Rumors, Accusations on Internet Lead to Corporate Truth Sites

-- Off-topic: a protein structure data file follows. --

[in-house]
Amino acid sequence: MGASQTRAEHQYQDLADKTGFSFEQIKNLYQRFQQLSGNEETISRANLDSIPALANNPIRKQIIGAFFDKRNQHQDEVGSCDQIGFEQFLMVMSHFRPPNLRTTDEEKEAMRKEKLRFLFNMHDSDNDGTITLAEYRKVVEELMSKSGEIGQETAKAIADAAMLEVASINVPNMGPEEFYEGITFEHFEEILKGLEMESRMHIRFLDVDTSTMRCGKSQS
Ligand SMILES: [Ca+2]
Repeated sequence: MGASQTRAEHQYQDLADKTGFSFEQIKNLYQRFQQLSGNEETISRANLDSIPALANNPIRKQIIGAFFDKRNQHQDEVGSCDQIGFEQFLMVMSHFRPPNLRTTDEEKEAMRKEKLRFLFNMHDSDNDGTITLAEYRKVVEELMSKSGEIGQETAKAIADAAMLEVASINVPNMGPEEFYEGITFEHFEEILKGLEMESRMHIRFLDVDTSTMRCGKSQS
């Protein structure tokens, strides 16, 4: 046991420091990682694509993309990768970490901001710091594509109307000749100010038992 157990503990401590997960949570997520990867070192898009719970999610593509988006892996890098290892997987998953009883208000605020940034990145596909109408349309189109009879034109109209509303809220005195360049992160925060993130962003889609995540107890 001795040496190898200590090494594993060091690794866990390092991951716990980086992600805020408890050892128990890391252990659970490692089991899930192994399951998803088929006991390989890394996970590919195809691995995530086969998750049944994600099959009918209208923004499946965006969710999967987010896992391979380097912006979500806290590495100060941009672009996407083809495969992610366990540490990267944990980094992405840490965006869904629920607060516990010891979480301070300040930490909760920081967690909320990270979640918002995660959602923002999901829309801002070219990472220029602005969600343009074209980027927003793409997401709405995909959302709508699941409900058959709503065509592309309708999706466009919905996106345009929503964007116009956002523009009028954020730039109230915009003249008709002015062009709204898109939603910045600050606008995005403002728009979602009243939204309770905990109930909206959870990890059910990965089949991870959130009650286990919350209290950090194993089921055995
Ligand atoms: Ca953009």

For Azeezaly Jaffer, VP of public affairs and communications for the United States Postal Service, the story about USPS that ran on ABC News' "20/20" was the last straw. The piece, which aired in early 2002 and centered on the USPS' finances, was a "hatchet job" by reporter John Stossel, says Jaffer, who immediately fired off a letter to the late ABC News President Roone Arledge asking why Stossel omitted USPS rebuttals to information included in the news piece. The letter did not get a response from ABC News. "I have no problem with a critical report, but I also want balance and this was unfair," Jaffer says. The episode prompted Jaffer to develop a link on the USPS Web site titled "Setting The Record Straight." The link, which launched last summer, is a depository of Letters to the Editor that Jaffer has sent to various news outlets, ranging from The New York Times to online magazine, refuting what Jaffer deems to be inaccurate information about the USPS. The site has been effective at communicating to the USPS' 700,000 employees, many of whom have contacted Jaffer to applaud his efforts. "If I got the employees fired up maybe the rest of the world will know that we're not going to sit back and let people take potshots at this organization," Jaffer says. The "Setting the Record Straight" link is the latest wrinkle in electronic communications. Corporations of all stripes, and their PR agencies, have started to embrace these types of links on their Web sites for several reasons. For starters, through countless chat rooms, message boards and e-mail chain letters, the Web has become a bottomless pit of rumor, innuendo and gossip. The rapid growth of the Internet is changing the dynamics of information, and not necessarily for the better. All one needs to do is Google the name of a major brand and you'll eventually turn up some dirt. There's even a Web site,, devoted to help companies and individuals identify hoaxes and to actively combat them. Another reason: unlike even 18 months ago - when the technology markets were sucking wind - you don't hear people pooh-pooh the power (and reach) of the Web. Indeed, a recent survey conducted by Burson- Marsteller found that 81% of e-fluentials - or online influencers - have used the Web in the past year to discuss, post or forward hearsay information about a company, brand or CEO to their colleagues. The survey also found that 73% of e-fluentials turn to a company's Web site before trading on a rumor. (See PR News, 7/14/03). "Internet access is dominant in the workplace so it's wise for companies to consider these types of sites as an option to control their own content," says Idil Cakim, director of knowledge development at Burson Marsteller. This past June, Burson helped its client Poland Spring to develop a Web site in response to a class action suit filed the same month accusing Poland Spring of false advertising because it labels its product "natural spring water." The site,, features several links, including a letter from Poland Spring CEO Kim Jeffery disputing the charges, a "Fact vs. Fiction" link with a point-by-point rebuttal of the allegations and a comprehensive history of how Poland Spring water is produced. "It was clear that the allegations were unfounded and outrageous and we had specific replies to the allegations," says Jane Lazgin, corporate communications director for Nestlé Waters North America, the parent company of Poland Spring. "With the proliferation of information on the Web it's incumbent upon companies to take responsibility for their customers, or whoever interacts with the company, to make sure the story is straight. There may be cases where the company makes a mistake, but it has to be the source for the truth." The Coca-Cola Co. - the most recognized brand in the world -- has also gotten into the act, launching a 'Myth/Rumor' link on its Web site last summer. The site has three sub- sections with a corporate response to myths and rumors pertaining to Coke's ingredients, products and packaging, and the Middle East. Clicking the various rumors prompts Coca- Cola's response. For instance, one rumor states that Coca-Cola contains material making it unsuitable for vegetarians and Muslims. The response says none of the carbonated soft drink brands of the company contain ingredients derived from mammals or poultry; that the company abides by laws and practices in every country where its brands are sold and that several countries where Islam is the principal religion, like Indonesia and Saudi Arabia, have accepted Coca-Cola's brands. "We would damage our credibility if we came back with responses that weren't proven and validated," says John Moore, senior manager, interactive communications for Coca-Cola, adding that the Myth/Rumor link is one of the top five or six visited areas of the corporate site. Coca-Cola's PR group led the launch of the site, meeting with executives from legal, quality/ingredients, public affairs and media relations to form a consensus on the most effective way to execute the Myth/Rumor link. "The world doesn't go looking for Web pages of rumors," says Adam Turteltaub, marketing director of LRN, which provides legal, ethics and compliance counseling for a wide range of major companies, such as Ford Motor Co., Johnson & Johnson and Raytheon. "But if a rumor has a life of its own, it's good to have something up on your Web site to debunk the myth." Industry observers, however, say companies need to beware that "truth" sites have the potential to backfire. Mark Feldstein, an associate professor at the School of Media & Public Affairs at George Washington University, says if the rumor hasn't achieved much traction with the public, the company risks spreading it further, and in refuting a rumor the company may unwittingly say something else that is damaging to its reputation. "The [links] might help a little bit but I wouldn't expect too much from them," Feldstein says. "They will help with employee morale but if companies think they're going to change harsh facts about them, then I've got some swampland in Florida I'd like to sell them." Others disagree, saying that in a media-saturated culture, companies have to be vigilant in tracking unfounded information. "Because of the instantaneous nature of media, rumors fly so fast that companies have a responsibility to stop them," says Charles Pizzo, an independent PR practioner based in New Orleans and the 2000-2001 chairperson of the board of the IABC. "As a profession we're still a bit reactive and it's time we got proactive with our reputation management." Contacts: Idil Cakim, 212.614.5101,; Mark Feldstein, 202.994.4632,; Azeezaly Jaffer, 202.268.2145,; Jane Lazgin, 203.863.0240; John Moore, 404.676.7390,; Charles Pizzo, 504.282.0454,; Adam Turteltaub, 310.209.5388, Special Delivery The USPS created a link on its Web site last year to respond to what it considered inaccurate information in the media about the USPS. Here's a rundown on how the link was established, how it works and the USPS' efforts to build on it. It started as a simple Letter to the Editor, one of hundreds the USPS has done throughout the years. USPS decides to take a stand by adding a "Setting the Record Straight" link to its main Web site. "We were tired of taking cheap shots without comment. We were tired of being the easy laugh for writers and commentators who didn't want to make the effort to look beyond a Cliff Claven from "Cheers" or Newman from "Seinfeld" stereotype - and these ARE stereotypes," says Azeezaly Jaffer, VP/Public Affairs and Communications for the USPS. Wrote Letters to the Editor with a clear position and no interest in being subtle. Posted it to the USPS' main Web site. Regularly post responses on USPS.COM, which receives more than a million hits a day. Responses are also posted on the USPS internal intranet for more than 700,000 employees (It's one of the largest intranets in the world). Next on the horizon: A one-minute closing for USPS-TV, its internal employee TV network, on "Setting the Record Straight." Source: United States Postal Service